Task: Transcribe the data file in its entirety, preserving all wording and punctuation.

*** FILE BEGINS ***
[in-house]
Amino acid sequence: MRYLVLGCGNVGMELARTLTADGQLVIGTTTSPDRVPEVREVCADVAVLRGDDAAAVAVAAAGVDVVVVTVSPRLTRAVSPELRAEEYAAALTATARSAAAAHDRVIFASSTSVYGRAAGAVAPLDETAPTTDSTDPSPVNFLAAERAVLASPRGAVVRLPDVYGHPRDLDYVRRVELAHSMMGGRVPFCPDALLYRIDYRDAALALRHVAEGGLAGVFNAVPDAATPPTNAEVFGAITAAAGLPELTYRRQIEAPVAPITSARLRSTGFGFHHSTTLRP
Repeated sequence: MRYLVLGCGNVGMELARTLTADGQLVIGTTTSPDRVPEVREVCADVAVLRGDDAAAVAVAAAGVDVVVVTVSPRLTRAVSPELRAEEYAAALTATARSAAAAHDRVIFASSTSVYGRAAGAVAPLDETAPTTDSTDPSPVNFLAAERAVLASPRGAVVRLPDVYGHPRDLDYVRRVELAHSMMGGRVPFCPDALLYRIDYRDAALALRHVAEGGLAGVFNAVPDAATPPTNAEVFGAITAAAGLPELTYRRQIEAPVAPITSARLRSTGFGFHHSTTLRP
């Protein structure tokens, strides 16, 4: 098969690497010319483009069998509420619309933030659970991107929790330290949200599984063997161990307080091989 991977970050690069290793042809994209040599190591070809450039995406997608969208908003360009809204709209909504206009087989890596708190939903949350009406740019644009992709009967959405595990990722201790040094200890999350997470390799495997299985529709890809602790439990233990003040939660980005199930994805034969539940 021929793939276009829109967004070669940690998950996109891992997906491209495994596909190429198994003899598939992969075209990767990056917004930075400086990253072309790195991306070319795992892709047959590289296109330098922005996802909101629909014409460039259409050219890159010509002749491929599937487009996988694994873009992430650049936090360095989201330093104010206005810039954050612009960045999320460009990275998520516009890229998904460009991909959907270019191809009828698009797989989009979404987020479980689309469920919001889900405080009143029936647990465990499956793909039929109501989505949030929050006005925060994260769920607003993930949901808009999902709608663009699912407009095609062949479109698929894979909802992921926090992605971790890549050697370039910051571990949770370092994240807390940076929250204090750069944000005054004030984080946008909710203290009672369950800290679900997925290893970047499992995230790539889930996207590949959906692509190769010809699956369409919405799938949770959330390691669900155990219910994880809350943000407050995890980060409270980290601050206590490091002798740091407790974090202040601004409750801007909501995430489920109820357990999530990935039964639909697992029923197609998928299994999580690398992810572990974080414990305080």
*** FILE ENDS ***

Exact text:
[in-house]
Amino acid sequence: MRYLVLGCGNVGMELARTLTADGQLVIGTTTSPDRVPEVREVCADVAVLRGDDAAAVAVAAAGVDVVVVTVSPRLTRAVSPELRAEEYAAALTATARSAAAAHDRVIFASSTSVYGRAAGAVAPLDETAPTTDSTDPSPVNFLAAERAVLASPRGAVVRLPDVYGHPRDLDYVRRVELAHSMMGGRVPFCPDALLYRIDYRDAALALRHVAEGGLAGVFNAVPDAATPPTNAEVFGAITAAAGLPELTYRRQIEAPVAPITSARLRSTGFGFHHSTTLRP
Repeated sequence: MRYLVLGCGNVGMELARTLTADGQLVIGTTTSPDRVPEVREVCADVAVLRGDDAAAVAVAAAGVDVVVVTVSPRLTRAVSPELRAEEYAAALTATARSAAAAHDRVIFASSTSVYGRAAGAVAPLDETAPTTDSTDPSPVNFLAAERAVLASPRGAVVRLPDVYGHPRDLDYVRRVELAHSMMGGRVPFCPDALLYRIDYRDAALALRHVAEGGLAGVFNAVPDAATPPTNAEVFGAITAAAGLPELTYRRQIEAPVAPITSARLRSTGFGFHHSTTLRP
């Protein structure tokens, strides 16, 4: 098969690497010319483009069998509420619309933030659970991107929790330290949200599984063997161990307080091989 991977970050690069290793042809994209040599190591070809450039995406997608969208908003360009809204709209909504206009087989890596708190939903949350009406740019644009992709009967959405595990990722201790040094200890999350997470390799495997299985529709890809602790439990233990003040939660980005199930994805034969539940 021929793939276009829109967004070669940690998950996109891992997906491209495994596909190429198994003899598939992969075209990767990056917004930075400086990253072309790195991306070319795992892709047959590289296109330098922005996802909101629909014409460039259409050219890159010509002749491929599937487009996988694994873009992430650049936090360095989201330093104010206005810039954050612009960045999320460009990275998520516009890229998904460009991909959907270019191809009828698009797989989009979404987020479980689309469920919001889900405080009143029936647990465990499956793909039929109501989505949030929050006005925060994260769920607003993930949901808009999902709608663009699912407009095609062949479109698929894979909802992921926090992605971790890549050697370039910051571990949770370092994240807390940076929250204090750069944000005054004030984080946008909710203290009672369950800290679900997925290893970047499992995230790539889930996207590949959906692509190769010809699956369409919405799938949770959330390691669900155990219910994880809350943000407050995890980060409270980290601050206590490091002798740091407790974090202040601004409750801007909501995430489920109820357990999530990935039964639909697992029923197609998928299994999580690398992810572990974080414990305080």